‘Can you see what is hidden?’ Our stall at the Festival of Communities 2023

By Rebecca Muir and Stephen Hibbs

On June 10, 2023, the APOLLO team hosted a stall at QMUL Festival of Communities called ‘Can you see what is hidden?’.  The yearly festival brings together Queen Mary researchers and local community groups to celebrate Tower Hamlets.

Our stall strongly linked to the work of APOLLO, as one of our shared aims is to make hidden aspects of health and healthcare visible. This includes the hidden pain experienced by patients and the work they need to do to manage this, hidden work done behind the scenes by doctors to keep things moving, hidden struggles faced by people excluded from healthcare funding, the hidden cognitive work that goes into managing multiple medicines and conditions, and more. 

Although it was 30-degrees outside and the stall had a constant flow of interested families, the day ran surprisingly smoothly, and we didn’t get too overheated. Thankfully, the APOLLO team was supported by volunteer PhD students from the Health Data in Practice Doctoral Programme, who were brilliant at engaging kids with the stall and at keeping energy levels up. We all enjoyed chatting with so many different visitors and it helped us realise how important public engagement is for spreading and developing our research ideas.

Our first activity centred around Hidden signs and symbols.

Three cardboard boxes were decorated with paint, hanging tinsel, glowing stars and stickers. Three  hidden pictures were drawn inside each box in invisible ink. Both normal and UV torches were attached within each box and children were tasked using the torches to search for the three hidden pictures. When they found out what the three pictures were, they received a special optical illusion prize.

Our second activity was all about creating a Co-created collective artwork of hidden dreams.

On one of the tables, rainbow scratch paper was laid out with the prompt “What is your dream?”. Children scratched pictures and words in answer to this. These individual scratch art cards are then attached to a life size cardboard person. Children were given the freedom to interpret the question how they saw fit, and they were so creative with both their dreams and accompanying drawings.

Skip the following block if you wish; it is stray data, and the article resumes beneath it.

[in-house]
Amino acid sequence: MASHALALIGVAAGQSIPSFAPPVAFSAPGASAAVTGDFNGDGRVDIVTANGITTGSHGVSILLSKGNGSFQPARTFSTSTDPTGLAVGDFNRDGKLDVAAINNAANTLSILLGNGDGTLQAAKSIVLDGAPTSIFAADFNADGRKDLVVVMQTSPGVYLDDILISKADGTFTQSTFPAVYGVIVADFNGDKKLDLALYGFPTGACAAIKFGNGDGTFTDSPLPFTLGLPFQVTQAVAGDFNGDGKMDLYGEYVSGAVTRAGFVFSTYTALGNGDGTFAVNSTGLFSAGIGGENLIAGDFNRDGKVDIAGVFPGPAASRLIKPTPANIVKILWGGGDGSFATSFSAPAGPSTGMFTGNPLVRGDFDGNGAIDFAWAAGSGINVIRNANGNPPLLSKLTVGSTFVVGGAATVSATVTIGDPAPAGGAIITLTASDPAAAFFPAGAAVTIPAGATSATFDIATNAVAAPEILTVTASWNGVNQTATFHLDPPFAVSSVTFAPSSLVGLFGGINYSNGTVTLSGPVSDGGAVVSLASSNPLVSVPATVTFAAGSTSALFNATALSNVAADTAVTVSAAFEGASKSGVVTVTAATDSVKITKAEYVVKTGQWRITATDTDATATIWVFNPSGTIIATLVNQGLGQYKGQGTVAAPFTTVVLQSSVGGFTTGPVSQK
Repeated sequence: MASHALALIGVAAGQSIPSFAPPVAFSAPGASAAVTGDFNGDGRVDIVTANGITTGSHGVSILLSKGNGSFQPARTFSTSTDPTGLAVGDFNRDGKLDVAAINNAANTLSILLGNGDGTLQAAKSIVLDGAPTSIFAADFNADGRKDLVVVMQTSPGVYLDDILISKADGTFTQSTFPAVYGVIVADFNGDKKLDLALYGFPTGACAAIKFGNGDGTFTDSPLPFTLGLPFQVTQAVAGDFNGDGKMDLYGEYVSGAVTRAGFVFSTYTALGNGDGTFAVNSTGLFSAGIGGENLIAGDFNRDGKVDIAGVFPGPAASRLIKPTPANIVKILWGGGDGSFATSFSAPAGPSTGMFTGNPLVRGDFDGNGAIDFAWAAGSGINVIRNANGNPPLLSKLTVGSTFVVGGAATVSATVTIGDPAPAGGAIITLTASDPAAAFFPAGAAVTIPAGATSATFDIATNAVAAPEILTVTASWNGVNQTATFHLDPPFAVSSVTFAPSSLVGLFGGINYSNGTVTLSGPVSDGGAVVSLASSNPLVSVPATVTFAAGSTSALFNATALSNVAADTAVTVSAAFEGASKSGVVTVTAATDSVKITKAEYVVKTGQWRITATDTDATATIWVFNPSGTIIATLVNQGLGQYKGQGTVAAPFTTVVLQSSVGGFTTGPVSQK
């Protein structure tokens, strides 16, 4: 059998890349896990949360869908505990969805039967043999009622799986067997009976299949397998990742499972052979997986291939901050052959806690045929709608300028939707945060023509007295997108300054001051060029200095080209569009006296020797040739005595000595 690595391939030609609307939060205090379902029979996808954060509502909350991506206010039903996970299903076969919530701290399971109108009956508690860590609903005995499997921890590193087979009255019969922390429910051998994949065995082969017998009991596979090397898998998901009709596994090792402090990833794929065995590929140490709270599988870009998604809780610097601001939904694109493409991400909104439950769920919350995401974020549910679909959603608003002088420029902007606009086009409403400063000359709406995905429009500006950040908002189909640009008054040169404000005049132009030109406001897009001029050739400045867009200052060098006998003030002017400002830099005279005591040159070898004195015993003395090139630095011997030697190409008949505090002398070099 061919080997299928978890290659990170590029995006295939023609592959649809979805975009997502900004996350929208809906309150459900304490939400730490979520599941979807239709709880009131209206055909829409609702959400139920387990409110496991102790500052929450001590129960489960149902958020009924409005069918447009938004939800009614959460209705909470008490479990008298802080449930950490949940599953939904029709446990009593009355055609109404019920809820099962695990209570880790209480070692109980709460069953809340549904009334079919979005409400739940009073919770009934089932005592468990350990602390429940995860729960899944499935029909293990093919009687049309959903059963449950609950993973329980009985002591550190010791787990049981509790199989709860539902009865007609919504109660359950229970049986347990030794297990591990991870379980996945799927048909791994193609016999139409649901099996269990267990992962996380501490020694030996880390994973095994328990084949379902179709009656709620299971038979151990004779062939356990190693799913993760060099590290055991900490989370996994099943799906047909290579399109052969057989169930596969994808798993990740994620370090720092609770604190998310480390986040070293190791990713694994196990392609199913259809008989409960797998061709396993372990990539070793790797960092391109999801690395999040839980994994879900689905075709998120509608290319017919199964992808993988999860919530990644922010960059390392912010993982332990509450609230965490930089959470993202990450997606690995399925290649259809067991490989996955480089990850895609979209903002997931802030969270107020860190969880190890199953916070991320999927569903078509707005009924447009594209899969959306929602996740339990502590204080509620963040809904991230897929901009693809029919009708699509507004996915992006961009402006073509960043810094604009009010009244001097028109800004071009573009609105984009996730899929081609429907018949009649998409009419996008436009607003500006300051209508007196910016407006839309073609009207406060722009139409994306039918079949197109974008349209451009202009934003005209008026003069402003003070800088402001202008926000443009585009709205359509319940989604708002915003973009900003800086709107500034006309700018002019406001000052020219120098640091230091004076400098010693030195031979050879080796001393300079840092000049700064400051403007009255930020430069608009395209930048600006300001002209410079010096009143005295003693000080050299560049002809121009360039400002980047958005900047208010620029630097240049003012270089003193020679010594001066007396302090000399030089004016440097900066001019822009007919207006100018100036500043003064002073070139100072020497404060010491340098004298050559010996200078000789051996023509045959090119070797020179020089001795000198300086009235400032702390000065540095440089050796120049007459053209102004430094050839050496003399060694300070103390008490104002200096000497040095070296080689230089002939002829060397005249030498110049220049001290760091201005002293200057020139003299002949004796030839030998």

Some children etched their career aspirations, and plenty wanted to become footballers, influencers, doctors and astronauts (sadly, ‘future critical social scientist’ didn’t make an appearance on the cardboard person). Other children focussed more on their dreams in the here-and-now and wrote about how they dreamt of owning a house, getting a pet, and about becoming a big brother or sister. 

The last activity was our Hidden understandings exhibition. 

This portion of the stand showcased the research of several group members. On the table there were laminated flaps – the surface level flap had a clue about a particular APOLLO research project and beneath was more information about the project. This part appealed to older children and adults the most and we hope to use this aspect of the stall in future public outreach for this group. 

Overall, we felt that the stall helped children understand how health systems work in practice, and as social science researchers we hope that attendees came away with a different perspective on health and medicine. It also highlighted how important it is to listen to children as what they say can reveal so much about the world we live in, and it was lovely that they thoughtfully shared their ideas, dreams, and aspirations with us. 

Thank you to everyone who came along on the day, and to everyone who helped create such an imaginative stall! 

Activity 3: Hidden understandings

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